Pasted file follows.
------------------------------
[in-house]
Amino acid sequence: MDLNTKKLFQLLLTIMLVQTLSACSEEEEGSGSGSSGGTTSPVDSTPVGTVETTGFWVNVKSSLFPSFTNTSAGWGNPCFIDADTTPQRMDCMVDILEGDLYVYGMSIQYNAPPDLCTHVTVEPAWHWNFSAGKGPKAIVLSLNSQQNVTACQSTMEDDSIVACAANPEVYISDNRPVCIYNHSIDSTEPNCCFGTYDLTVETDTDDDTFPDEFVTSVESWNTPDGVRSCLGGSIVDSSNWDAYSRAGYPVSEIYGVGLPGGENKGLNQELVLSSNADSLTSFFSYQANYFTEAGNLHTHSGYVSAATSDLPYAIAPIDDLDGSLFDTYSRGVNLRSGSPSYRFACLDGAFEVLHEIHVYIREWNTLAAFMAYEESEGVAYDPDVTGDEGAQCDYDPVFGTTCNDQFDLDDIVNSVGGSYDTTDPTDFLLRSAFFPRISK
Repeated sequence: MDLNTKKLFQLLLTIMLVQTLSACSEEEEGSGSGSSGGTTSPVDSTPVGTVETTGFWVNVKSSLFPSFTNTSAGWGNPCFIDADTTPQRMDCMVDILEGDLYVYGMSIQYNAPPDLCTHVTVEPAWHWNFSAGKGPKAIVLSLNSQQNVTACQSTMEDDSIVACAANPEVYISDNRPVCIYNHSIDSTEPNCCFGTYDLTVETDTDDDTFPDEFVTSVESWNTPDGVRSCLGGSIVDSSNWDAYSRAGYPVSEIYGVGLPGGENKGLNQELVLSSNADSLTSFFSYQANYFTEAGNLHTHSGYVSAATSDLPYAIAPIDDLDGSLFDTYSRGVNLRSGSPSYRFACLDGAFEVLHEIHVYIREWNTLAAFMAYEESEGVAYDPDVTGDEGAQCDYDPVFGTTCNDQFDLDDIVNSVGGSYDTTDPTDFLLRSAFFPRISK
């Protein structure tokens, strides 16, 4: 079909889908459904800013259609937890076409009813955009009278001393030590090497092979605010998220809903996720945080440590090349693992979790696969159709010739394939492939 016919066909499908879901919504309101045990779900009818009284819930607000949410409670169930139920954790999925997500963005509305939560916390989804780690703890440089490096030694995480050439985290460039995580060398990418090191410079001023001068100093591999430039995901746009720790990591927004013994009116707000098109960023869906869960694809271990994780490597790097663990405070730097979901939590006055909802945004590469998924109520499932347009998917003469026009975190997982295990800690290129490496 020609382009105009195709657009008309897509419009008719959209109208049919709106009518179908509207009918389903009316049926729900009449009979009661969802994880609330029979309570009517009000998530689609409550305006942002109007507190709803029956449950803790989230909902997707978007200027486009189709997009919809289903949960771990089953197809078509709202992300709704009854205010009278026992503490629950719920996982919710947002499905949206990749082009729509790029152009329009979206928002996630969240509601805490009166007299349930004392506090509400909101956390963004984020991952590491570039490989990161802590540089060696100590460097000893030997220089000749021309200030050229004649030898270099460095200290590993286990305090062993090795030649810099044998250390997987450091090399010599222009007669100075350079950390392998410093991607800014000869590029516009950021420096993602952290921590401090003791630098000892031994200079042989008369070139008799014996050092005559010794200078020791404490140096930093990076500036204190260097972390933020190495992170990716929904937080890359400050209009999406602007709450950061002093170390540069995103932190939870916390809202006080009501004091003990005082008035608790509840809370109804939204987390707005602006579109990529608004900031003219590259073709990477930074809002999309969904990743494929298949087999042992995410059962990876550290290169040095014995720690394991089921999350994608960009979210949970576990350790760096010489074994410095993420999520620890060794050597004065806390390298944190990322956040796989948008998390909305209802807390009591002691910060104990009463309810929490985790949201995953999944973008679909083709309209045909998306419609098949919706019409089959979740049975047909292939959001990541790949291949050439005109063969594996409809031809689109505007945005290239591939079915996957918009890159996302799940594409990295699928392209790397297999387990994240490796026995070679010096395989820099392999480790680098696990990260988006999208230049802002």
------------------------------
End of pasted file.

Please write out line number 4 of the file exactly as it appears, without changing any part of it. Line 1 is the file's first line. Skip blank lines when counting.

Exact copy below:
């Protein structure tokens, strides 16, 4: 079909889908459904800013259609937890076409009813955009009278001393030590090497092979605010998220809903996720945080440590090349693992979790696969159709010739394939492939 016919066909499908879901919504309101045990779900009818009284819930607000949410409670169930139920954790999925997500963005509305939560916390989804780690703890440089490096030694995480050439985290460039995580060398990418090191410079001023001068100093591999430039995901746009720790990591927004013994009116707000098109960023869906869960694809271990994780490597790097663990405070730097979901939590006055909802945004590469998924109520499932347009998917003469026009975190997982295990800690290129490496 020609382009105009195709657009008309897509419009008719959209109208049919709106009518179908509207009918389903009316049926729900009449009979009661969802994880609330029979309570009517009000998530689609409550305006942002109007507190709803029956449950803790989230909902997707978007200027486009189709997009919809289903949960771990089953197809078509709202992300709704009854205010009278026992503490629950719920996982919710947002499905949206990749082009729509790029152009329009979206928002996630969240509601805490009166007299349930004392506090509400909101956390963004984020991952590491570039490989990161802590540089060696100590460097000893030997220089000749021309200030050229004649030898270099460095200290590993286990305090062993090795030649810099044998250390997987450091090399010599222009007669100075350079950390392998410093991607800014000869590029516009950021420096993602952290921590401090003791630098000892031994200079042989008369070139008799014996050092005559010794200078020791404490140096930093990076500036204190260097972390933020190495992170990716929904937080890359400050209009999406602007709450950061002093170390540069995103932190939870916390809202006080009501004091003990005082008035608790509840809370109804939204987390707005602006579109990529608004900031003219590259073709990477930074809002999309969904990743494929298949087999042992995410059962990876550290290169040095014995720690394991089921999350994608960009979210949970576990350790760096010489074994410095993420999520620890060794050597004065806390390298944190990322956040796989948008998390909305209802807390009591002691910060104990009463309810929490985790949201995953999944973008679909083709309209045909998306419609098949919706019409089959979740049975047909292939959001990541790949291949050439005109063969594996409809031809689109505007945005290239591939079915996957918009890159996302799940594409990295699928392209790397297999387990994240490796026995070679010096395989820099392999480790680098696990990260988006999208230049802002």